Monday, February 13, 2017

Similar to females in poor developing nations

Racial gap widening in cervical cancer deaths — to the detriment of black women

A widening racial gap has been found in regard to cervical cancer deaths.

With black women being on the short end of the stick.

Over all, according to an article in The New York Times by Jan Hoffman late last month, a study published in the journal Cancer has determined that "the death rate…is considerably higher than previously estimated."

Hoffman's story says researchers have reported that "the rate which black American women are dying from the disease is comparable to that of women in many poor developing nations" in Latin America, Asia and Africa.

The article notes that "what makes the findings especially disturbing…is that when screening guidelines and follow-up monitoring are pursued, cervical cancer is largely preventable."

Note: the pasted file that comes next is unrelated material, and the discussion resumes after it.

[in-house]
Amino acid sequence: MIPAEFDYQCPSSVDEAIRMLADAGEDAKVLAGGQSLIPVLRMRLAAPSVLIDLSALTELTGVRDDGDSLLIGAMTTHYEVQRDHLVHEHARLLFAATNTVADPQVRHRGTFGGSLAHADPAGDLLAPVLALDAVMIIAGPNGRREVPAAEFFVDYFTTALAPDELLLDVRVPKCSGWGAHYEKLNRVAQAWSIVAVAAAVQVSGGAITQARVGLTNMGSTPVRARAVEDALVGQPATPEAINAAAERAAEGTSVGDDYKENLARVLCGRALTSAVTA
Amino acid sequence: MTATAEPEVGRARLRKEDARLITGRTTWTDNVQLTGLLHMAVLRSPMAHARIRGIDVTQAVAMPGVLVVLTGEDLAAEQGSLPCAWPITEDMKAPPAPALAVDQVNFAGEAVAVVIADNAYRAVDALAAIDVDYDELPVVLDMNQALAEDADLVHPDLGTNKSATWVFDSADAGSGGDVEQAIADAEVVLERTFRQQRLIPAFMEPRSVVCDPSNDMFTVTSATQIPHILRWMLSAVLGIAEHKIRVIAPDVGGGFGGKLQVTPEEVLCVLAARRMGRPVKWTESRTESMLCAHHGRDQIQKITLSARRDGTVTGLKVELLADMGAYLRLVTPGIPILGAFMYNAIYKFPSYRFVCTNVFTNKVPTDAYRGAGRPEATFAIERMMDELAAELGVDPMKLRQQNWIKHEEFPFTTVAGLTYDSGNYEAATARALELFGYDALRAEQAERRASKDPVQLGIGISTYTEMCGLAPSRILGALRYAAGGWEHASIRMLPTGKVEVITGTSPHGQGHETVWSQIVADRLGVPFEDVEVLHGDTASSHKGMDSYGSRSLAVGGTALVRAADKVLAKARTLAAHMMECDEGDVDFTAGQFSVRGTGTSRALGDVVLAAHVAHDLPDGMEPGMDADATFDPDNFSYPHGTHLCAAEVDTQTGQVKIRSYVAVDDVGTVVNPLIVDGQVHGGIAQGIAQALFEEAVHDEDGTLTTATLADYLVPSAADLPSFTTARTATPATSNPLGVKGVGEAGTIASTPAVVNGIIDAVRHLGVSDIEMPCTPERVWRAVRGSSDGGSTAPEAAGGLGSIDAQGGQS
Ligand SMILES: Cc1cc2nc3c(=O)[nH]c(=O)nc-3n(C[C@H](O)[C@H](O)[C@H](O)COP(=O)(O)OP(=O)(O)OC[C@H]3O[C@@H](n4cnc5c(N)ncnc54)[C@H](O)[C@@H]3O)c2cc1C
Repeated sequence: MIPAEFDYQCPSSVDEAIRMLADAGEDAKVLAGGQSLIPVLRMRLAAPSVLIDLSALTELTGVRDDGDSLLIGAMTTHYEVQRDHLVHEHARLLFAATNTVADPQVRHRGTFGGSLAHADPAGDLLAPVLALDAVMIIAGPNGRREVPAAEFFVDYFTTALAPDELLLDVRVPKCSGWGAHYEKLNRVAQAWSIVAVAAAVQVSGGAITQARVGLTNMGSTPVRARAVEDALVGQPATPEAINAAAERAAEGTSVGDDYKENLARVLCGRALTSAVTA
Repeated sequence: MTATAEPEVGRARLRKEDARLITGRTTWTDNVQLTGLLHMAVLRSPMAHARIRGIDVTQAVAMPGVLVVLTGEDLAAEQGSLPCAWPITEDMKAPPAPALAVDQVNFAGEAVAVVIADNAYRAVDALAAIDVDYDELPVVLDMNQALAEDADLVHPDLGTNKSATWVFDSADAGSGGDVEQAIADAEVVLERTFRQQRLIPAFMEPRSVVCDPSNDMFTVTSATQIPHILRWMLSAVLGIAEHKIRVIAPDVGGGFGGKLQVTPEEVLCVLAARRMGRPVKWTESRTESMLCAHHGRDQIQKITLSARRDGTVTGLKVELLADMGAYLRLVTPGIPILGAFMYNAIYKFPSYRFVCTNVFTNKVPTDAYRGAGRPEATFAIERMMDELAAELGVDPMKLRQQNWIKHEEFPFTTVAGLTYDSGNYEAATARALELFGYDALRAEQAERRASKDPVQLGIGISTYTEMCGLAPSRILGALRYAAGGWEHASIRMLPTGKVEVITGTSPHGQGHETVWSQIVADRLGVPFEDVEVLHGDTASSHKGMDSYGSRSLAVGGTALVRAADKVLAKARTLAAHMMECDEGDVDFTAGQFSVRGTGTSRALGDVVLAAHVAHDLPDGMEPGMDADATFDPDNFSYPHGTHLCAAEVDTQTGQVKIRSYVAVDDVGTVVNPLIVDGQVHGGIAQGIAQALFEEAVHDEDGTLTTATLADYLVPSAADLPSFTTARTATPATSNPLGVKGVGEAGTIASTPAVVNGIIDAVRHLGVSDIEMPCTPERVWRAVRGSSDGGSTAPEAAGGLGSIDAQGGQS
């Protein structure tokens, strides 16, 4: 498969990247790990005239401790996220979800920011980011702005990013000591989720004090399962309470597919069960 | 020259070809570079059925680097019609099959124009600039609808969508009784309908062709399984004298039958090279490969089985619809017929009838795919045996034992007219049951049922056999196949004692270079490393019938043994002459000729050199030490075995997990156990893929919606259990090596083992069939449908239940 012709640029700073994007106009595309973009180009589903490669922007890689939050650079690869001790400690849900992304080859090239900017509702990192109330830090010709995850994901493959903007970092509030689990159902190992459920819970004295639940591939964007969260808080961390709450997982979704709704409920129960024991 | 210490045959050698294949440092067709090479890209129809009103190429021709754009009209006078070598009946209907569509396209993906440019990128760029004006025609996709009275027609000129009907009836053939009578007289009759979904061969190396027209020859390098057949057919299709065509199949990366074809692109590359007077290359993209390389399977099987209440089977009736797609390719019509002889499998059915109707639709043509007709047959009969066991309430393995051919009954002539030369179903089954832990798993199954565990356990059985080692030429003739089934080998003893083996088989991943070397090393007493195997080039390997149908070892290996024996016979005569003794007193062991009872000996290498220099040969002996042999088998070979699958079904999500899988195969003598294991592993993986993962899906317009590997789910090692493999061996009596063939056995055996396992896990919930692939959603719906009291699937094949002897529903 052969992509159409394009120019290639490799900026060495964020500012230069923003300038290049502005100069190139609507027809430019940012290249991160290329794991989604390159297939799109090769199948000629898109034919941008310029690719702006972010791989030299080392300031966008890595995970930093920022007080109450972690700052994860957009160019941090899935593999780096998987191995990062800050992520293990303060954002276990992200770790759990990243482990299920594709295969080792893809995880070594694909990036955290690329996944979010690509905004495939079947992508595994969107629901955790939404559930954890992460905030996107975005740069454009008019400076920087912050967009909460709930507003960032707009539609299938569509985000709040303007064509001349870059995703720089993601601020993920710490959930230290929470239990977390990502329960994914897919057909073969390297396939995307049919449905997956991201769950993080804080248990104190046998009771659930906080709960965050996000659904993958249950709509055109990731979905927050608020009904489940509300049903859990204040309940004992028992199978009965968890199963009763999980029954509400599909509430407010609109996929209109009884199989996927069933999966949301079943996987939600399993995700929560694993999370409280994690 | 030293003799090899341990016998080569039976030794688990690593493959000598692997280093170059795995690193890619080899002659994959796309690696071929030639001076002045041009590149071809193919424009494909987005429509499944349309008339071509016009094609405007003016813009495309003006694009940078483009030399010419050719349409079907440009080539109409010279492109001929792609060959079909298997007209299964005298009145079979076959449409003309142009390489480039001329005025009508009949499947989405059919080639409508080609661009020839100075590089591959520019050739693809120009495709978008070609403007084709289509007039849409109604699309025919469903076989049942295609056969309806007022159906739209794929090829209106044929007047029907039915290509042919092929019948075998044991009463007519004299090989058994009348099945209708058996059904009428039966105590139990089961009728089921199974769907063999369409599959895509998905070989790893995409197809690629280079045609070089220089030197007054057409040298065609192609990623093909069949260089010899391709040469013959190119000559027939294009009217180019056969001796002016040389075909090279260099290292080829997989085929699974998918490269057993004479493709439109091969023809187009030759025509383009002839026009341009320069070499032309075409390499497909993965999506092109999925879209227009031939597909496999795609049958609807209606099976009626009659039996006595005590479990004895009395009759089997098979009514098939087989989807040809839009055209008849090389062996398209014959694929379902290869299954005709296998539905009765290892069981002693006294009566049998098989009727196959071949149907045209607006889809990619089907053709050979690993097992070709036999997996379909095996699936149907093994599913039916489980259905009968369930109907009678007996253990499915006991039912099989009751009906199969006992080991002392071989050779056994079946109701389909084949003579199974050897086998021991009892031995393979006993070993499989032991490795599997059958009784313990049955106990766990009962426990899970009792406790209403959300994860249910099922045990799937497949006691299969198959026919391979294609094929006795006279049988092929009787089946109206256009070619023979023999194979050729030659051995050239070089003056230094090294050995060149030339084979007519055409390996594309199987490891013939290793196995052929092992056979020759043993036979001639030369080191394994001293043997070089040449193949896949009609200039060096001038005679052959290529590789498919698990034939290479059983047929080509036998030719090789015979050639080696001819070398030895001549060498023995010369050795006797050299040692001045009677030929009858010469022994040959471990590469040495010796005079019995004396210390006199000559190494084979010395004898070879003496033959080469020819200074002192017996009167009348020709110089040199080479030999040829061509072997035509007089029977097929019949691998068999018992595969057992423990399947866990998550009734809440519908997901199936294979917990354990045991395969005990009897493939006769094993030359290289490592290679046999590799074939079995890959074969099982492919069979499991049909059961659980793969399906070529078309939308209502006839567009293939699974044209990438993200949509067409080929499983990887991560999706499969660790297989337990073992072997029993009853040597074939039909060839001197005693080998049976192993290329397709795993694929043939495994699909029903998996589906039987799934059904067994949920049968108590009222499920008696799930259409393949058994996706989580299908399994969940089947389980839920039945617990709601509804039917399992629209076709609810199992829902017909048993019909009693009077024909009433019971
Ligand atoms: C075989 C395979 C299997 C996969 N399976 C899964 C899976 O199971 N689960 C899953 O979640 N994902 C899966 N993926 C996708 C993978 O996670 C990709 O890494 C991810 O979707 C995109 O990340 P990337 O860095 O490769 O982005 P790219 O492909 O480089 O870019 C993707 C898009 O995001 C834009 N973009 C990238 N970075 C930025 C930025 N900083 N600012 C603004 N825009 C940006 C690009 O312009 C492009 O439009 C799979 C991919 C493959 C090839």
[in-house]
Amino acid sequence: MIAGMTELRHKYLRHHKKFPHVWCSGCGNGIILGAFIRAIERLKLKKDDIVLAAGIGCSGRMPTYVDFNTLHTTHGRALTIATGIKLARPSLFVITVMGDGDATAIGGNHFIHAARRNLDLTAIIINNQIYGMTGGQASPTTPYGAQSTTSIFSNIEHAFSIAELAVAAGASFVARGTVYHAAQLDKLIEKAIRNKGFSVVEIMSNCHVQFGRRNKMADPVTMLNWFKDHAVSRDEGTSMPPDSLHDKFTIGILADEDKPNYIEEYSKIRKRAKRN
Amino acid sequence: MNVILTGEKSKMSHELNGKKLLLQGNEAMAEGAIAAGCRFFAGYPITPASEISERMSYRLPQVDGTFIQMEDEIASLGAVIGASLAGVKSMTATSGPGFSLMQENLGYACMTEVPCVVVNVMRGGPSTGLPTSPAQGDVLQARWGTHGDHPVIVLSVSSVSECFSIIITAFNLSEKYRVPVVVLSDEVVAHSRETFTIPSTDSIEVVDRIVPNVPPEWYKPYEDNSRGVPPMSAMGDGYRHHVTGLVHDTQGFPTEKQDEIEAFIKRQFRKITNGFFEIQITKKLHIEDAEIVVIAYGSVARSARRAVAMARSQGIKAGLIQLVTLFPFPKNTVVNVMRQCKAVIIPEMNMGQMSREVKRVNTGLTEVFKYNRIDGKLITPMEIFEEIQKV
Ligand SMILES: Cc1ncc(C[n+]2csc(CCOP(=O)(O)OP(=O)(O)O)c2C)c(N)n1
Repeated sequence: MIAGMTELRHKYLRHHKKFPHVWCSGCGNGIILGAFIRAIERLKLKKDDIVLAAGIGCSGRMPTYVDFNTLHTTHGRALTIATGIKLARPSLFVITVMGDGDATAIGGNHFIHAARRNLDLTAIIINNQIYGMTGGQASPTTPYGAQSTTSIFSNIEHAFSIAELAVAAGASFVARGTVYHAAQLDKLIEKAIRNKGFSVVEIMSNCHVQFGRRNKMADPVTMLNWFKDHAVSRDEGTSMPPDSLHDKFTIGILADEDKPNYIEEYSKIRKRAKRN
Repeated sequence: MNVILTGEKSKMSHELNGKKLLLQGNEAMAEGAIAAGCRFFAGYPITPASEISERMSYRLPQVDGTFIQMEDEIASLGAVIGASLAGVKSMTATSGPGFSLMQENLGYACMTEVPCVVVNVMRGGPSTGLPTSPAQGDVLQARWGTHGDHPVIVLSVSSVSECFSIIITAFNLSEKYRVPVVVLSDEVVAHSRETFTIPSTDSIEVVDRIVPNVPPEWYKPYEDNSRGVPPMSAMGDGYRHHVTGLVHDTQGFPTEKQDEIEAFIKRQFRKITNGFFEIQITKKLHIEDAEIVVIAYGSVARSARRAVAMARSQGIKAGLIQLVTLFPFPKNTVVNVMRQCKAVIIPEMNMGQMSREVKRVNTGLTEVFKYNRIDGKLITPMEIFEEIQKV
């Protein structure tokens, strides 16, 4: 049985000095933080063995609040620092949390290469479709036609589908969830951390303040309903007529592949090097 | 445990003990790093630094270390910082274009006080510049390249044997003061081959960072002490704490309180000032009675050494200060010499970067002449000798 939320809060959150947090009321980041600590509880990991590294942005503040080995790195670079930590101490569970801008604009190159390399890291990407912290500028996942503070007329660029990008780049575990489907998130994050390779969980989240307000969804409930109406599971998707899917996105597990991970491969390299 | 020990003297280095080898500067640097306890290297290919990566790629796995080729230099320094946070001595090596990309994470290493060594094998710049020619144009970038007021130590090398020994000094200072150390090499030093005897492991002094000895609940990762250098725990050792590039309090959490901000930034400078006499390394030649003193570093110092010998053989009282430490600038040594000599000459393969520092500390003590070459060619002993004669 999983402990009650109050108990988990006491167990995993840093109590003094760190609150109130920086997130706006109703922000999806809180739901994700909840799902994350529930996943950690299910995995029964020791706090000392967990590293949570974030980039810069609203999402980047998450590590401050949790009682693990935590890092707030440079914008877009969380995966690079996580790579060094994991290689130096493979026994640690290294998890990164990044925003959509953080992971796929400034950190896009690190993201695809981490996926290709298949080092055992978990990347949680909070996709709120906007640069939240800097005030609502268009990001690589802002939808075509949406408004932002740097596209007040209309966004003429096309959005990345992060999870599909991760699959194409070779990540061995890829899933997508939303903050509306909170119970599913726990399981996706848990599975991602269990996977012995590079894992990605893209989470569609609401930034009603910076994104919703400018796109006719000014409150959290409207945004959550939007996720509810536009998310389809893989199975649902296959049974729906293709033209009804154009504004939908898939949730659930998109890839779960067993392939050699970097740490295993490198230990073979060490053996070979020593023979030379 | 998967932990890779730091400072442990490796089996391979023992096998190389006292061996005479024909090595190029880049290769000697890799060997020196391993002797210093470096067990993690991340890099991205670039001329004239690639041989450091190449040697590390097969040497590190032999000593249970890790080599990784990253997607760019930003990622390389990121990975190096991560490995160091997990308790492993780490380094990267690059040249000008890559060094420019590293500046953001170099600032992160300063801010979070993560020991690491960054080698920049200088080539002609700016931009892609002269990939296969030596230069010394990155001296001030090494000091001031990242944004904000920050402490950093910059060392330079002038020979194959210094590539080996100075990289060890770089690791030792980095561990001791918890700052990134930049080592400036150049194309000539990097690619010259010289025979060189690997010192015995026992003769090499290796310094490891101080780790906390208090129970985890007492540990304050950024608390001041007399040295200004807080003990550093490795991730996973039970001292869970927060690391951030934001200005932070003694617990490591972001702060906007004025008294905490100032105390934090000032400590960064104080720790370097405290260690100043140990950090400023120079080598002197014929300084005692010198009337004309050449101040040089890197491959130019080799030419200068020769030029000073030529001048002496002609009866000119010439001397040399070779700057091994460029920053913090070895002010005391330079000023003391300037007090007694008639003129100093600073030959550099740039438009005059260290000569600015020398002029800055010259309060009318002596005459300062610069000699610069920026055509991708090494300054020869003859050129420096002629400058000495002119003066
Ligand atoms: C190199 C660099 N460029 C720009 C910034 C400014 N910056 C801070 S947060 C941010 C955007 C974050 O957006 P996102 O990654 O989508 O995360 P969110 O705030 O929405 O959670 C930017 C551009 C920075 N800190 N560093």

Some experts say the expected repeal of the Affordable Care Act, which covers screening, is likely to make matters worse.

The new study, which looked at data from 2000 to 2012, showed the mortality rate for blacks was 10.1 per 100,000, compared to 4.7 for white women.

Anne F. Rositch, Ph.D.
Anne F. Rositch, Ph.D., lead author and an assistant epidemiology prof at Johns Hopkins Bloomberg School of Public Health, explained that women who'd had hysterectomies — which almost always remove cervixes — were excluded from the study.

The racial disparity, it was speculated, reflected "unequal access to screening, ability to pursue early-warning test results, and insurance coverage."

"Rollercoaster: How a man can survive his partner's breast cancer," a VitalityPress book I, Woody Weingarten, aimed at caregivers touches on studies that show other racial disparities.

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